Phoenix points finger at homicide suspect in Mouseketeer civil lawsuit
The city of Phoenix argues that it’s the homicide suspect who should be held legally responsible for letting Dennis Day’s body decompose, not the police department that failed to find Day’s body for nearly nine months inside his home.
In the city’s latest effort to dismiss a $1.7 civil million lawsuit filed by Day’s sister, nieces and nephew surrounding the condition of Day’s remains, a lawyer representing the city and a Phoenix police lieutenant makes a host of arguments touching on everything from rights for next of kin to a person’s remains under Oregon law to no requirement for police to deliver a “successful investigative outcome” in the Oregon constitution.
Lawyer Molly Silver, representing the city, acknowledged in a Monday filing in U.S. District Court in Medford that circumstances behind Day’s decomposed body are “doubtlessly tragic,” but Silver disputes the family’s accusations that the police department was negligent in the nearly nine month missing persons investigation that ended at Day’s home.
“A loved one’s death is always a tremendous loss, and the circumstances of Mr. Day’s passing and the decay of his remains are doubtlessly tragic,” Silver writes, adding that the family’s claims of tortious interference with a corpse is “not warranted.”
Day’s sister, Nelda Adkins of Coalinga, California, along with Day’s nieces and nephews, allege in their $1.7 million lawsuit that Phoenix police and Lt. Jeff Price compromised the Jackson County District Attorney’s Office’s ability to prosecute homicide suspect Daniel James Burda, 38, because of the state of Day’s remains.
The city’s lawyer Molly Silver, however, argues in a Monday filing that the family’s civil lawsuit should target Burda rather than the city.
“The pleadings allege that Mr. Day was killed by Mr. Burda and his body hidden,” Silver writes. “Under these circumstances, Mr. Burda is factually and legally responsible for the decay of Mr. Day’s body, not police.”
Burda was a handyman who lived at Day’s home at the time Day was last seen alive in July 2018, and was arrested the following year on felony manslaughter, criminally negligent homicide and abuse of a corpse charges in Day’s death. A trial date is still pending while the Jackson County District Attorney’s Office awaits an appeal on a judge’s ruling earlier this summer surrounding restrictions on the evidence they’ll be allowed to present to a jury at trial.
The Oregon Attorney General’s office submitted their motion surrounding the Jackson County judge’s ruling Aug. 21, filings in Jackson County Circuit Court show. The next hearing in Burda’s criminal case is a pretrial conference set for Dec. 7.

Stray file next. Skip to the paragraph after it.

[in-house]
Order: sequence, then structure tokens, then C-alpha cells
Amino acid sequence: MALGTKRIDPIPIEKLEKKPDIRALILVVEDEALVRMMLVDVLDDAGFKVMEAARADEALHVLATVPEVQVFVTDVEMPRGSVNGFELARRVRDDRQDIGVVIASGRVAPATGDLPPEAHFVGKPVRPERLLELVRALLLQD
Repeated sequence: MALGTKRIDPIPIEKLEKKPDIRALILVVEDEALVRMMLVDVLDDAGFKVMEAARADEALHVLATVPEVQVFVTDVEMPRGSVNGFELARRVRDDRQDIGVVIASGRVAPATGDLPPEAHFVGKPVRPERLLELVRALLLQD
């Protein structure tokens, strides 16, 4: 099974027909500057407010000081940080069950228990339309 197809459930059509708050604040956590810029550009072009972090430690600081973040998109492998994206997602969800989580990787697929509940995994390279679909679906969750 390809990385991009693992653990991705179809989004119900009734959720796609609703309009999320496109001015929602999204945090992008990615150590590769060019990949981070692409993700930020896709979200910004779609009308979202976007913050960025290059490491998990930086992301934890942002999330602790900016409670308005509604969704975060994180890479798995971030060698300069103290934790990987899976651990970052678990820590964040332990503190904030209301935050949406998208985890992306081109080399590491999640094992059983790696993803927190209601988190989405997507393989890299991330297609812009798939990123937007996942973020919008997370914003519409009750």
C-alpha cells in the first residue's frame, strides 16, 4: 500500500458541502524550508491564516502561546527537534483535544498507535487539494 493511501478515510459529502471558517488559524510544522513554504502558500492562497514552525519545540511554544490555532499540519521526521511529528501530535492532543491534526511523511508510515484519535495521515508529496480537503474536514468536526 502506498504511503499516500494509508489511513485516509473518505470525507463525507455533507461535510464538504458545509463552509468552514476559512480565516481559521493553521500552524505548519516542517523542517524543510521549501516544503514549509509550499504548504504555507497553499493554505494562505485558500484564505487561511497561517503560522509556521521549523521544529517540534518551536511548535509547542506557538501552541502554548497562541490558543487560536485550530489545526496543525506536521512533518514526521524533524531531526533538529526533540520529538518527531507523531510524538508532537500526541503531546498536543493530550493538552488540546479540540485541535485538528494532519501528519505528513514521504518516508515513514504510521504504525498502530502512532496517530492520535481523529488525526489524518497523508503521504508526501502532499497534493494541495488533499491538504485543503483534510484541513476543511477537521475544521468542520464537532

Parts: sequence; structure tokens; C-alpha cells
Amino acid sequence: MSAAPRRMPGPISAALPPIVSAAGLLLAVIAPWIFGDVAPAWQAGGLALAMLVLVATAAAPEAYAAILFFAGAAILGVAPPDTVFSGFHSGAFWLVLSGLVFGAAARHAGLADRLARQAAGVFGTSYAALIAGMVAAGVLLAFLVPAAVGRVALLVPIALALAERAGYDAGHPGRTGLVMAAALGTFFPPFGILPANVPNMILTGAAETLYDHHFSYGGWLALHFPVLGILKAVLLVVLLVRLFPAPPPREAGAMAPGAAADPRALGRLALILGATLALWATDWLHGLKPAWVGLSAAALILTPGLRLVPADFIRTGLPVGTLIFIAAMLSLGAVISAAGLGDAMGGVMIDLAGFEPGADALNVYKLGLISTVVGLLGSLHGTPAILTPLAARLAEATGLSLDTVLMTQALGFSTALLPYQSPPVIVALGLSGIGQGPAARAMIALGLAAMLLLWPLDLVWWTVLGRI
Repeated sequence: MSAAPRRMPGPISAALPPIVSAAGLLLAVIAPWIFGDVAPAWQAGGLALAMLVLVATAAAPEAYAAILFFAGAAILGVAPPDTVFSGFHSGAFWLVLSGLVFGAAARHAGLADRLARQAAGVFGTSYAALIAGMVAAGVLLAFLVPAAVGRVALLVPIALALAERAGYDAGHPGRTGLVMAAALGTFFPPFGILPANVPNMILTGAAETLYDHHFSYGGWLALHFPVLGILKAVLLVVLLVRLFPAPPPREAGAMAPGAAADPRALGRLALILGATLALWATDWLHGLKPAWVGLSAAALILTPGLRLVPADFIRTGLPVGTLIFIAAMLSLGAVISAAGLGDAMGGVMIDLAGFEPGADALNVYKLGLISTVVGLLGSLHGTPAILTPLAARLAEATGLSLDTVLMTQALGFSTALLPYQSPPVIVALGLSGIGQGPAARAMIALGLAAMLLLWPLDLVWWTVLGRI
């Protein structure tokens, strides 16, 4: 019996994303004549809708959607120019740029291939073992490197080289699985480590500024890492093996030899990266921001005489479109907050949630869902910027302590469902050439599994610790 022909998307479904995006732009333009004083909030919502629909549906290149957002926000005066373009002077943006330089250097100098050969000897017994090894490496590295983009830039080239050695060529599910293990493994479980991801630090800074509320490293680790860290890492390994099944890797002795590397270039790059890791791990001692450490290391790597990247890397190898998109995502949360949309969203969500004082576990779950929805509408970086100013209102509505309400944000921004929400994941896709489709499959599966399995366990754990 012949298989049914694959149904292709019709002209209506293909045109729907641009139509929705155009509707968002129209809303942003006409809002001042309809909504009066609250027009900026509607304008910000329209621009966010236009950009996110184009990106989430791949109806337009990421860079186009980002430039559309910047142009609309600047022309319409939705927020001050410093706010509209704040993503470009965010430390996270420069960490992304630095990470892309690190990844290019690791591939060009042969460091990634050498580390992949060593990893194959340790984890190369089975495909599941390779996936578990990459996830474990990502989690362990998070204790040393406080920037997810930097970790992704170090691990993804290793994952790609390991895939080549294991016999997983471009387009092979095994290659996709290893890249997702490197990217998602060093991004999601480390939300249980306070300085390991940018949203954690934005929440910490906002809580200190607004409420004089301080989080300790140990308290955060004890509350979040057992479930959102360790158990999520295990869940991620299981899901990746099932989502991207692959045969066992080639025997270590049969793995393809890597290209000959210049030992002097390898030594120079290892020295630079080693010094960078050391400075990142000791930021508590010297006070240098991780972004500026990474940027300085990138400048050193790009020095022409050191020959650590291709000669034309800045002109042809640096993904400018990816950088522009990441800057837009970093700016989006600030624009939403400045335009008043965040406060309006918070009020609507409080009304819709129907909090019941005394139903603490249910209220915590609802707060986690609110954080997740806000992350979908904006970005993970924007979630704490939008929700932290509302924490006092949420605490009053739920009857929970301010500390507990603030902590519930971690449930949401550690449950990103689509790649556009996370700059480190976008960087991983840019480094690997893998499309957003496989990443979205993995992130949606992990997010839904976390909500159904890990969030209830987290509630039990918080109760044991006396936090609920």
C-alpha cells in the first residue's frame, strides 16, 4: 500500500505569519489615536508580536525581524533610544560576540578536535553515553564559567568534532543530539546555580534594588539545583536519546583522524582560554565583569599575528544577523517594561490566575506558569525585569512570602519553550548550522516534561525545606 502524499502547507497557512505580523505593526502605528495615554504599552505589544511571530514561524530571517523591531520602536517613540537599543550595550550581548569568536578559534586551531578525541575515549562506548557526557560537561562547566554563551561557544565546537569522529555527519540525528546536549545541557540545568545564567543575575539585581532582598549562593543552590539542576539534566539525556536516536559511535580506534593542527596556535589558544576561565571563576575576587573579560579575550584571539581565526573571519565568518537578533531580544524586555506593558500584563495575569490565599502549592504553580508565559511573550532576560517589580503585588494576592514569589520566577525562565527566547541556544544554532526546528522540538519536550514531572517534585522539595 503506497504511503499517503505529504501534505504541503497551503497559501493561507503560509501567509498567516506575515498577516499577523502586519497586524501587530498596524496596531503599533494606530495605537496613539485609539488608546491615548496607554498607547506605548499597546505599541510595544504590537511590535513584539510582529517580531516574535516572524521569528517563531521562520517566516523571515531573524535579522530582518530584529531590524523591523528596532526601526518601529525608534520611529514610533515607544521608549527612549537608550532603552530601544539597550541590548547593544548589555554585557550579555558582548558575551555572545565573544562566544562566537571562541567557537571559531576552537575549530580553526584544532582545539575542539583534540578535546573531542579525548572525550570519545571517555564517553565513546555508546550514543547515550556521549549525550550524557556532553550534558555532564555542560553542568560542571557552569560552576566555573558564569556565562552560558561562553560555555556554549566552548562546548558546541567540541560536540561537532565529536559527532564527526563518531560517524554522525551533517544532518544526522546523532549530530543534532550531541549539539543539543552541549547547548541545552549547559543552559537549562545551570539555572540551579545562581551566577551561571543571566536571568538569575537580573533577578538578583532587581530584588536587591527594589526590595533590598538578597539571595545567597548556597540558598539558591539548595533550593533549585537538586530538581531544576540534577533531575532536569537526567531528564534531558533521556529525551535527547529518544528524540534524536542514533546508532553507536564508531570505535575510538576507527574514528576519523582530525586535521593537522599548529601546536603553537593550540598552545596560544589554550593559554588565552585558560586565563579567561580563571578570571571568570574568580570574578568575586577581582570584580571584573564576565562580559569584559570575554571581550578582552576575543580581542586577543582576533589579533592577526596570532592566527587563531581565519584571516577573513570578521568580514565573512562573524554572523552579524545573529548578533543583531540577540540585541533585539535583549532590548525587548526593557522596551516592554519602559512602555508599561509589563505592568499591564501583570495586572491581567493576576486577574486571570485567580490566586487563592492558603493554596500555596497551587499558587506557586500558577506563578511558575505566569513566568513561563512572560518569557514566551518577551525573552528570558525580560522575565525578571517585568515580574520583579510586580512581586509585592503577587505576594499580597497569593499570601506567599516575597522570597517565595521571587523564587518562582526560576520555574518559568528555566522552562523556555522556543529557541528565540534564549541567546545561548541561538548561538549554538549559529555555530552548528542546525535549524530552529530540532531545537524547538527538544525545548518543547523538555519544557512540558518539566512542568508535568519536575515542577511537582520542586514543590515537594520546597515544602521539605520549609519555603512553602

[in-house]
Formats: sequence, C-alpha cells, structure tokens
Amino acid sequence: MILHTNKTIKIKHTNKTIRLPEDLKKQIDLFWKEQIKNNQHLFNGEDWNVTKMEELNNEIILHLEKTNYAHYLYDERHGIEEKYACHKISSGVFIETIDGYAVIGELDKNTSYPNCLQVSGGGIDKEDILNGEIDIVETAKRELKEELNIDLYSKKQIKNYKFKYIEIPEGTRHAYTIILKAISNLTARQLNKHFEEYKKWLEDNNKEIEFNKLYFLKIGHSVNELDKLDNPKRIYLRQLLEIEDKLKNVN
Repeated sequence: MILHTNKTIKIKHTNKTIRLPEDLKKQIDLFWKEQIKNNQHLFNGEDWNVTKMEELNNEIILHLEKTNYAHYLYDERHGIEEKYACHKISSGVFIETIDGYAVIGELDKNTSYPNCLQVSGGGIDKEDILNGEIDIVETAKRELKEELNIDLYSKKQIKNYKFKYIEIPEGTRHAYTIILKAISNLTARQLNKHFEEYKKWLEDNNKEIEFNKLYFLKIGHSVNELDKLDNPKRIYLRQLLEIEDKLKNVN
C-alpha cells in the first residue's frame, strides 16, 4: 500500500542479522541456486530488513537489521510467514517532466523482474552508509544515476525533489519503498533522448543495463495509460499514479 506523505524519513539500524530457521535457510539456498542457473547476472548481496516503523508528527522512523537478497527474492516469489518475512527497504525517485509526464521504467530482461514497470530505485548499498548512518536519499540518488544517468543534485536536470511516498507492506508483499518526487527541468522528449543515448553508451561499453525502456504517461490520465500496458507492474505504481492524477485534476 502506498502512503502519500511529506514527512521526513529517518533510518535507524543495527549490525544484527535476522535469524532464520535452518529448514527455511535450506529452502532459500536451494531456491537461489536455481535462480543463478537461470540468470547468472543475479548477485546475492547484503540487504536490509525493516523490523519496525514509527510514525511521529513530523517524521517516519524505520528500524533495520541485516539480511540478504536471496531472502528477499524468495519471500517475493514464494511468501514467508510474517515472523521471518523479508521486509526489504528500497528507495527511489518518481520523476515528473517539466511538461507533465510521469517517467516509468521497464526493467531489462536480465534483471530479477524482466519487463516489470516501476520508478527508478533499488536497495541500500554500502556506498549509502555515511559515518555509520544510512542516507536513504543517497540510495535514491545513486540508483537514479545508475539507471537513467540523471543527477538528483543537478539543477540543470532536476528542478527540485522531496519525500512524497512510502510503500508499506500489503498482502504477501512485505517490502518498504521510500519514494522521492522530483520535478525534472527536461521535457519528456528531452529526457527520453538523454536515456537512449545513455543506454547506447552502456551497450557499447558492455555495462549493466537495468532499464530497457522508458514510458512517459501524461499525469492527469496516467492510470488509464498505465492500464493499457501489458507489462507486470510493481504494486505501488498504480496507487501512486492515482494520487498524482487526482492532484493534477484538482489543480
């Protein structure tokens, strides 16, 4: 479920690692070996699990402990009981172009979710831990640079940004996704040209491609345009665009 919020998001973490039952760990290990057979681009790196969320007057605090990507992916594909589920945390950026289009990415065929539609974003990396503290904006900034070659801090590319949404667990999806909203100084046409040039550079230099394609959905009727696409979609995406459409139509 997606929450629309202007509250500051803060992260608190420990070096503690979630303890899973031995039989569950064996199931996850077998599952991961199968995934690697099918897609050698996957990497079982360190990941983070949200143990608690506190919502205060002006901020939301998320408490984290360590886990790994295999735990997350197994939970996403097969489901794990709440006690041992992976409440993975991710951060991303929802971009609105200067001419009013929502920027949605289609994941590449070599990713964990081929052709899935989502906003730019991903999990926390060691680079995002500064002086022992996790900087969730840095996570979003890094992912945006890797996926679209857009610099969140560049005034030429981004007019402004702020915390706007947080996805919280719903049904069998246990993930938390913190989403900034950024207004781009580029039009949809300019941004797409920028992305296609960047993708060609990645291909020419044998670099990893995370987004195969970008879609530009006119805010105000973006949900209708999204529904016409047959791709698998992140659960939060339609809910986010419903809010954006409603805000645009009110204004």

Day was best known for his childhood acting role as a Mouseketeer on the first two seasons of Walt Disney’s “Mickey Mouse Club” television series in the 1950s, but he’d lived in Southern Oregon since the late 1980s, according to earlier news reports. He was last seen alive in July 2018, and his disappearance became national news in early 2019. The search for Day ended the following April, when cadaver dogs reportedly found his body inside the main room of his Phoenix home underneath a pile of clothes.
Last month, Day’s family submitted a printout of an online map as evidence showing that Day’s body decomposed for nearly nine months in his home located two blocks from the police station and “quite literally under their nose.”
Silver called the argument “factually devoid of merit.”
“The location of the Phoenix Police Department is not material to whether plaintiffs (Day’s family) had a legally protected liability or property interest, or whether their due process rights were violated during the course of the missing persons investigation,” Silver wrote.
The family also submitted last month a Phoenix police email to the family during the missing persons investigation. In the message dated Feb. 13, 2019, Phoenix police Lt. Jeff Price Day’s relatives they’d searched the home extensively and didn’t recommended the family not come up from California to Southern Oregon.
Silver argues that Phoenix police were not required under Oregon’s constitution to involve them.
“Law enforcement personnel are not constitutionally required to give crime victims the right to become involved in the investigation and proecution of a criminal defendant at the pre-charging state,” Silver writes.
She further argued that police weren’t constitutionally obligated to have a “successful investigative outcome.”
“Plaintiffs’ (Day’s family’s) disappointment in the quality of law enforcement’s investigation of Mr. Day’s disappearance is not civilly actionable because defendants (the city of Phoenix and Lt. Price) were not constitutionally obliged to provide any services, aid or successful outcome,” Silver writes.
The next hearing in the lawsuit is a courtroom conference call on the city’s motion to dismiss the lawsuit scheduled for Sept. 30.